Many who call themselves "conservatives" may not possess a true passion to preserve (conserve) the ideas of liberty encapsulated in the Declaration of Independence and structured into a form of self-government in the Constitution, but all who are dedicated to preserving those ideas and principles are, in fact, "conservatives," whether they identify with the label or not.

26 posted on 08/23/2011 5:54:10 PM PDT by loveliberty2
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To: madmominct; x

and you can never go wrong in relying on input from x who was posting as I typed


27 posted on 08/23/2011 5:55:03 PM PDT by KC Burke
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To: loveliberty2

Thank you so much - just the great info I was looking for here on FR...


28 posted on 08/23/2011 6:02:27 PM PDT by madmominct
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To: Rockingham

Excellent, excellent - will get the book. Thank you!! Btw, where does Locke fit in? This guy also claimed that Locke was the father of liberalism and progressivism...


29 posted on 08/23/2011 6:08:39 PM PDT by madmominct
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To: KC Burke

Fantastic - thanks for all the suggestions and information. I knew I could count on my buds at FR - you guys are great!


30 posted on 08/23/2011 6:11:58 PM PDT by madmominct
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To: x

Very good point about how the meaning of terms change so much over time as the context changes, so really, how relevant is to talk about conservatism and liberalism of 200 years ago? I think it’s mostly relevant in terms of the basic view of human nature and maybe in a general sense what constitutes a civil society. Thank you so much for your input - it’s very helpful!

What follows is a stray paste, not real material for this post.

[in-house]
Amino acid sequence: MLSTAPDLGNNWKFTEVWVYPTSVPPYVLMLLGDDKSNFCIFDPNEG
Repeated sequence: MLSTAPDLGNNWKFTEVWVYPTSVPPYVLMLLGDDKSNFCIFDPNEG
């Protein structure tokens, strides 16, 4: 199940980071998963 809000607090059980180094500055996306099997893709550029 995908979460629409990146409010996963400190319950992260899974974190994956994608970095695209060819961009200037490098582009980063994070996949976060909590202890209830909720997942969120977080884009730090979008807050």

31 posted on 08/23/2011 6:17:29 PM PDT by madmominct
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To: madmominct

Your friends friend is an idiot who believes everything he reads on DU.

National Review had an article in the print version “The Four Horsemen of Progressivism” that identifies Richard Ely, John Dewey, Oliver Wendell Holmes, Jr., and Herbert Croly as major influences and founders of the American Progressive movement.


32 posted on 08/23/2011 6:41:46 PM PDT by Valpal1 ("No clever arrangement of bad eggs ever made a good omelet." ~ C.S. Lewis)
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To: Pontiac

The “Leviathan” was hardly a conservative concept, however, listening to progressives bash the Tea Party and their assumption of some power by democratic means, one might argue that the left is Hobbesian.


33 posted on 08/23/2011 6:56:10 PM PDT by JimSEA (The future ain't what it used to be.)
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To: madmominct
Locke provided philosophical underpinnings for religious tolerance, the right to revolution, the separation of powers, and the theory of republican government. Locke was thereby an important influence on the American Revolution and the Constitution. Locke is correctly regarded as a founder of classical liberalism.

It should be kept in mind that American conservatism and the right wing of the modern British Tory Party incorporate and carry on the ideas of classical liberalism -- limited, representative government, free markets, and individual liberty. Burke in his time was described as a liberal, meaning liberal in the classical sense.

In contrast, modern American liberalism negates classical liberalism through its advocacy of socialism and radical egalitarianism. Locke would utter reject those ideas and the modern liberal belief that human nature is pliable and can be transformed for the better.

34 posted on 08/23/2011 7:05:38 PM PDT by Rockingham
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To: Rockingham

Thank you! Just downloaded Kirk’s book - “The Conservative Mind” and listening to it now...:)


35 posted on 08/23/2011 7:08:18 PM PDT by madmominct
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To: Valpal1

“National Review had an article in the print version “The Four Horsemen of Progressivism” that identifies Richard Ely, John Dewey, Oliver Wendell Holmes, Jr., and Herbert Croly as major influences and founders of the American Progressive movement.

Don’t see how they could leave William James out.


36 posted on 08/23/2011 7:24:03 PM PDT by ngat